What is an epiphyte?

". . . a plant that grows upon another plant (such as a tree) non-parasitically or sometimes upon some other object (such as a building or a telegraph wire), derives its moisture and nutrients from the air and rain and sometimes from debris accumulating around it, and is found in the temperate zone (as many mosses, liverworts, lichens and algae) and in the tropics (as many ferns, cacti, orchids, and bromeliads) — called also air plants."[1]

From wiki

Wednesday, November 18, 2009

Two Rhipsalis Blooming

Many rhipsalis bloom at the same time as the common Christmas cacti 
that so many people keep, Schlumbergera, and make wonderful companions
in the holiday bloom display indoors.


This is rhipsalis pilocarpa, 
sometimes called the mouse tail cactus

due to the appearance and texture of the furry stems.
They bear rather large flowers for a rhipsalis, which dangle
gracefully on long pendulous stems.
It comes from Sao Paulo to Rio de Janeiro, and like it's cousin
the Christmas cactus that shares the region, it is rare and endangered.
Another rhipsalis from this region that blooms alongside my schlumbergera
is the beautiful rhipsalis occidentalis, shown below

The petals are distinctly yellow, and the stamens
spray out whimsically into a poof, these are delicate little flowers
that bear the lightest, cleanest scent when smelled closely.
They are born on very attractive foliage like stems that
hang several feet from the pot in full pendulous form,
I hang this one on the front porch over the summer,
rhipsalis occidentalis

it provides the rich foliage and form that a 
Boston fern provides except it last 
for years and years & only needs water 
once a month ,so no returning home to dead 
plants on the porch, many rhipsalis
with fuller growth are perfect for this, 
I have several that fish in complements
from passers by all season long,
get a few and try them out,
you'll love not throwing out expensive 
dead Boston ferns every year,
Rhipsalis are usually about the same price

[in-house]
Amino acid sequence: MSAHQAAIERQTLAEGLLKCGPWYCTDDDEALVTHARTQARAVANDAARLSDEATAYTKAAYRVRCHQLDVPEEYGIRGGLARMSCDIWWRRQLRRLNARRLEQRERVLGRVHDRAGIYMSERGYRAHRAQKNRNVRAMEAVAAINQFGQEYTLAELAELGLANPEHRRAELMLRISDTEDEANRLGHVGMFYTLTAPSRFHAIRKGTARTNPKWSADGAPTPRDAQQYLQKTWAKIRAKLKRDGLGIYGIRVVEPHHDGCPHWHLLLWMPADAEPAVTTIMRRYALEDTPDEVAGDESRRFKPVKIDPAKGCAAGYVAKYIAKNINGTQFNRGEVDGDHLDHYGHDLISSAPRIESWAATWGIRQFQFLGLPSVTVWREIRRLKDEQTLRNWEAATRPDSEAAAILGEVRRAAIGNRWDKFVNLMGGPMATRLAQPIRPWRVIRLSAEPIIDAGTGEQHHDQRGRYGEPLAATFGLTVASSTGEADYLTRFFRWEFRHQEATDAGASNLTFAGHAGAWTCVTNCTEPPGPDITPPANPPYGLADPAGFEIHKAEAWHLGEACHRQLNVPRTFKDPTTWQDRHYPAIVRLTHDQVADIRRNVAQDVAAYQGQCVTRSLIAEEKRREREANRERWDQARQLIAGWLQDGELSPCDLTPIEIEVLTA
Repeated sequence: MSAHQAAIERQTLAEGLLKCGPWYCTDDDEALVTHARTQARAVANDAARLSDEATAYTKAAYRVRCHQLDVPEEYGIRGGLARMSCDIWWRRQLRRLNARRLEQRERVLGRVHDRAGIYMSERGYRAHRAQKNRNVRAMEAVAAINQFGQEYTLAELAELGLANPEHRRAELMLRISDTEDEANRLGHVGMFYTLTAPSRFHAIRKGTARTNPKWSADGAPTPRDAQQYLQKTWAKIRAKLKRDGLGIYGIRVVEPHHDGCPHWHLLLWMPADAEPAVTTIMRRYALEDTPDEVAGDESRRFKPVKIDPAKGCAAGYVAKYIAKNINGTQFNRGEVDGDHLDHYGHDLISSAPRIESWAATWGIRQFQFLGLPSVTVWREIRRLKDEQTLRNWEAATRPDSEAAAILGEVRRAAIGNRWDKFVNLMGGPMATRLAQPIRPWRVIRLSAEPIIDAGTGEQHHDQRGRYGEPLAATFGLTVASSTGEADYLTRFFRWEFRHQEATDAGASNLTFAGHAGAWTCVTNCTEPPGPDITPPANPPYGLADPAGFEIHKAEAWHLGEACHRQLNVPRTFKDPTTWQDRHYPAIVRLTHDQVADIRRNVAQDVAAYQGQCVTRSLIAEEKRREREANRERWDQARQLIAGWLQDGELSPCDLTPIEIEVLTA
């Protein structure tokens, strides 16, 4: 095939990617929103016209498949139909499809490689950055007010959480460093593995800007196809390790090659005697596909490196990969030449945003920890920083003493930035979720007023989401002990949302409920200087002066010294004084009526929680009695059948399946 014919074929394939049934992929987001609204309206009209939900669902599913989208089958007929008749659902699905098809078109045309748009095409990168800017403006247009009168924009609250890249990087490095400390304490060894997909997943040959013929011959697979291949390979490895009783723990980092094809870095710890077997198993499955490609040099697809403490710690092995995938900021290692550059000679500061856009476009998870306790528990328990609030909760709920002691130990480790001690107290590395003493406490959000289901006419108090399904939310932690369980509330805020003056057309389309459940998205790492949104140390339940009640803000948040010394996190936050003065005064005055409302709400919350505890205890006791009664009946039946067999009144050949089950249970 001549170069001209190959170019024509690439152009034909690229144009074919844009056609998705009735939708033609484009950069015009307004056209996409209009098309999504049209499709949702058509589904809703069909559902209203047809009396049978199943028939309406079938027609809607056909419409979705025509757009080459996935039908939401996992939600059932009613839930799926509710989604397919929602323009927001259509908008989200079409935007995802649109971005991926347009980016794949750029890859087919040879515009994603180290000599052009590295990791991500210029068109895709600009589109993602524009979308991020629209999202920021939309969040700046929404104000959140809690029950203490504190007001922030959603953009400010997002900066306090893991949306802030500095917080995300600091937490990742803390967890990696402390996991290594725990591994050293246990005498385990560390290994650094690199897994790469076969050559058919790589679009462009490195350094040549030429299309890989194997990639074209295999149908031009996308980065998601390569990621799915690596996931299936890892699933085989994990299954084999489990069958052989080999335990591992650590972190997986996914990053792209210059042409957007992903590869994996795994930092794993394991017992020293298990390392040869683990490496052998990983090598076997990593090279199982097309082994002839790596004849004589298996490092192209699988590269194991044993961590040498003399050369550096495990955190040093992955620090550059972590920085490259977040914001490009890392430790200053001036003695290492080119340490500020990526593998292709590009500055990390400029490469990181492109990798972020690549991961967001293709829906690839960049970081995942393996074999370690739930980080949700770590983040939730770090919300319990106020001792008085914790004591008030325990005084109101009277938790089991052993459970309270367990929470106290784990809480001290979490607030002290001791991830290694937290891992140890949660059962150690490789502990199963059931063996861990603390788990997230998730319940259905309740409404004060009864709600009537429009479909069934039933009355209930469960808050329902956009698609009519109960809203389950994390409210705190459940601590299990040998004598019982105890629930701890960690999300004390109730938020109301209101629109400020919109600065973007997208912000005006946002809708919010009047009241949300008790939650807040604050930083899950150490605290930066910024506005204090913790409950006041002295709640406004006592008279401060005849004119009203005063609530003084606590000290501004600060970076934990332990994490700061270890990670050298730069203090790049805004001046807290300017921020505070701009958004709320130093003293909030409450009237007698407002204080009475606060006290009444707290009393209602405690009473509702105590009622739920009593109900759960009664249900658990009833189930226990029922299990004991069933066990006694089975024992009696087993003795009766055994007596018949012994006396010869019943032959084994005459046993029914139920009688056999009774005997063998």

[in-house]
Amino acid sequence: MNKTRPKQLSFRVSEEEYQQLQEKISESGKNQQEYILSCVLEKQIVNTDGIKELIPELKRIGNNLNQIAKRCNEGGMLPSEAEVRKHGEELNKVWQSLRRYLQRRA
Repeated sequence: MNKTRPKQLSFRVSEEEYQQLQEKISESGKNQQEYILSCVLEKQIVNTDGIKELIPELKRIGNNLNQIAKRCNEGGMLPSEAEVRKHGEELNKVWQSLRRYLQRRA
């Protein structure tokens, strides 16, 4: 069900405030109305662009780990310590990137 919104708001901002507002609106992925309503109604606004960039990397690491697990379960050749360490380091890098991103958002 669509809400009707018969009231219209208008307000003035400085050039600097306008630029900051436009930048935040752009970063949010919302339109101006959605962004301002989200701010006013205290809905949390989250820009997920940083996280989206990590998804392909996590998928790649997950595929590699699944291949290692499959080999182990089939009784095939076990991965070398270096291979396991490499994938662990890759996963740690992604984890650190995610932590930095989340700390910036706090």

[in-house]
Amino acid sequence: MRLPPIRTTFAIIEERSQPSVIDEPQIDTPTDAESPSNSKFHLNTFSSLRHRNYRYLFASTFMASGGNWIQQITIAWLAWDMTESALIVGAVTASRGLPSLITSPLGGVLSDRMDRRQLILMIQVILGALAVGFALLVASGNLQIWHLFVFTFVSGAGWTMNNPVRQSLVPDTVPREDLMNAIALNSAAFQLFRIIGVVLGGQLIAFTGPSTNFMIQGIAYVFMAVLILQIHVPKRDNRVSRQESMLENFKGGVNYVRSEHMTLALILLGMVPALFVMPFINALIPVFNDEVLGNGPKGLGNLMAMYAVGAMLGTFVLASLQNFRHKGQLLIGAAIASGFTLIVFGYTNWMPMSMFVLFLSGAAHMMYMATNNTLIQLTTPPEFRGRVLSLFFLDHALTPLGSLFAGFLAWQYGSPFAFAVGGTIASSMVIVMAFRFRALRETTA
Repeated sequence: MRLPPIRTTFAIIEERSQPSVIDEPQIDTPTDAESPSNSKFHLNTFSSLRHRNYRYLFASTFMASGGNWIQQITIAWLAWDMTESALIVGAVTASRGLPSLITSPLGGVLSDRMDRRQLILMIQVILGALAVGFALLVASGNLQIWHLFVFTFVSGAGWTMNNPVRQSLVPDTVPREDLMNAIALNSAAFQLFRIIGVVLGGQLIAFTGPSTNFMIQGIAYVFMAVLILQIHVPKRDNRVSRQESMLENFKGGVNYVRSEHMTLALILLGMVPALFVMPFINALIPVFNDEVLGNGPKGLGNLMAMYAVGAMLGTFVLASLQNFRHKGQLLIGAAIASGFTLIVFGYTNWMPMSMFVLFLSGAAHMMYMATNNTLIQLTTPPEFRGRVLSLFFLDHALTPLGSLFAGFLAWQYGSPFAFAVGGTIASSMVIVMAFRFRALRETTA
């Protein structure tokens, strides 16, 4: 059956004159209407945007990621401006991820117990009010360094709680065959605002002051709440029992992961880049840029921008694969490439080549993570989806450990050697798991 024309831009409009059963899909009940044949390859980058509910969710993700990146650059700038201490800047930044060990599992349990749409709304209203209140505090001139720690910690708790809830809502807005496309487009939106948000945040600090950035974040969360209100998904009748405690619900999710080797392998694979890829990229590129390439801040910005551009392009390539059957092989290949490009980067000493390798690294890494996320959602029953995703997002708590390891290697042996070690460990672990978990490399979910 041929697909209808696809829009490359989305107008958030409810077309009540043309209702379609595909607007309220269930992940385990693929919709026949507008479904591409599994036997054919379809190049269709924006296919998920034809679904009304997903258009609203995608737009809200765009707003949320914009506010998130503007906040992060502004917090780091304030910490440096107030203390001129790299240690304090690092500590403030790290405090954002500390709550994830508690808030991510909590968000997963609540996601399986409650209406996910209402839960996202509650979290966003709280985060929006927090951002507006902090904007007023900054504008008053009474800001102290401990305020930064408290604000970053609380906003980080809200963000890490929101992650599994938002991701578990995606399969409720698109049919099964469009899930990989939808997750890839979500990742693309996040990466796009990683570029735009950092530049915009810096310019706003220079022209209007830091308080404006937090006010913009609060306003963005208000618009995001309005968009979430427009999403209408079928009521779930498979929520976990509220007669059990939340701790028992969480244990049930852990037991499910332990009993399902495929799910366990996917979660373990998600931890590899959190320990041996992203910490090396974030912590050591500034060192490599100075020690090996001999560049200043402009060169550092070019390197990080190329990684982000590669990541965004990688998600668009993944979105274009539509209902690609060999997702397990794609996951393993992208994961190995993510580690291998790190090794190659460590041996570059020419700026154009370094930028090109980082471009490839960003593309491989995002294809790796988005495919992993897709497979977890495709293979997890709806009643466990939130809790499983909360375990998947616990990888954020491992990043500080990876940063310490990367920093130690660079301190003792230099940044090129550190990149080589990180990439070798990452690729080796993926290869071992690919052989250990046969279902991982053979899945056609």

as a good Boston fern and offer
their holiday bloom displays,stick them in a
southern window over the winter, 
they don't shed a bit.Very low water needs
and their lovely hanging foliage of many 
many forms swaying gently and carefree 
in the summer breeze will really make
you appreciate them for years.


  1. Those are so beautiful in their daintiness. I love them. I have never seen them before.


  2. These are most unusual, but then I said that with my epi's the first time I saw them.

  3. something about these has grabbed me harder
    than other epiphytes, I just love the year round foliage appearance of rhips ,they look like baskets of weird seaweed or something, the flowers are just icing on the cake., THANKS FOR READING GUYS!

  4. What a beauty! The images are great! Thank you! Also, thanks for your comment on my blog. I have nice images of Aralia japonica in bloom and plan to post them soon.

  5. Those are so lovely and charming little flowers. Your photos are beautiful especially the first and the third one. I am also delighted with your hoyas. The collection from your previous post is just fantastic.

  6. The flowers are so beautiful and delicate. I like the contrast of the plant being so hardy and easy to care for. Thank for identifying the plants in my Arboretum desert post.

  7. Oh very welcome, Mary, I am a green eyed monster where those desert arboretums are concerned, I've never even been to the desert!

  8. Such dainty flowers. I have never seen them, but since they are from Brazil, they might do well where I live too.